How to Tell Your Kids No—Even Though You Did It

Don't let guilt keep you from discussing sensitive issues.

Be vulnerable and honest.

Though my sins are forgiven, I'm honest with my children about areas where I went wrong. I use times when I'm faced with the consequences of my bad choices to teach them the dangers of compromise, and show them how my big decisions to sin began with little choices to sin. This allows them to see the importance of daily making right choices according to God's principles.

Start when your kids are young.

At age five, my daughter, Audrey, asked me, "People have sex on a date, right?" Instead of demanding to know where she heard that, I explained God had special plans for her life, and part of those plans involved saving sex for marriage. She really didn't know what sex was, but from that point on, we have prayed for her own purity as well as that of the young man she'll someday marry.

Let your children suffer the consequences of their actions.

Remember the era when a father made his son tell the store manager he had stolen a candy bar? I was put to a similar test when my oldest son, Jason, decided to take part in a crime. When I found out he had information about a theft at his school, I called the police. I didn't know at that point he had received and spent some of the stolen money. Jason was arrested, fingerprinted, photographed, handcuffed, and held for investigation until after midnight.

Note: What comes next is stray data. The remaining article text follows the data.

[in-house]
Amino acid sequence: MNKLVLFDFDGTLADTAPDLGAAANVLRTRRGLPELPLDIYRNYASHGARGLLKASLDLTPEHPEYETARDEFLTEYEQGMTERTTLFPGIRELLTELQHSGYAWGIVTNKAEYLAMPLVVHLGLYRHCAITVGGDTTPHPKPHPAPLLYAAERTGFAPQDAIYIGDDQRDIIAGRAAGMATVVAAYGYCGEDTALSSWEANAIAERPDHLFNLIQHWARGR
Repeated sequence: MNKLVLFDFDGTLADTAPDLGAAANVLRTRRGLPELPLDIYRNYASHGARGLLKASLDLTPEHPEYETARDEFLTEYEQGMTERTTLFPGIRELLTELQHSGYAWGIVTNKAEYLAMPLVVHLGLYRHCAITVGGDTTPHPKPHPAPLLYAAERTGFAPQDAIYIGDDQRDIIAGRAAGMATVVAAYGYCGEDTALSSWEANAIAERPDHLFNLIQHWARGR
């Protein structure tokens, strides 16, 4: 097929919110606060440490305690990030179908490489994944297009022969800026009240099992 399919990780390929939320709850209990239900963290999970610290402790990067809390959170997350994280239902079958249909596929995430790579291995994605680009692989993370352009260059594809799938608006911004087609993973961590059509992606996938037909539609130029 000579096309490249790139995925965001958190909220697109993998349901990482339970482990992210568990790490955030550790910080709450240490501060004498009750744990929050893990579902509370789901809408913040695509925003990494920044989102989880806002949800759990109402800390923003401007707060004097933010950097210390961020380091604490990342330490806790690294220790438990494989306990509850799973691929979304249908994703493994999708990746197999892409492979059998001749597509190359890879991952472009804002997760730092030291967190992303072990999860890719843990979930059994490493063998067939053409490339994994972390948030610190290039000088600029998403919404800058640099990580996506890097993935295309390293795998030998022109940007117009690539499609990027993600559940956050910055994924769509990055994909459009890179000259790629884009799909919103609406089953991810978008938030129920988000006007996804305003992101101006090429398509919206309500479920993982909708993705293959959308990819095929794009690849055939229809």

I hope I'm teaching my kids to take responsibility for their own actions, and that consequences follow all their decisions—sooner or later. I'm not sure I would have had the courage to call the police if I'd known Jason would be arrested, but I don't regret the lessons he learned from the experience.

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May 25

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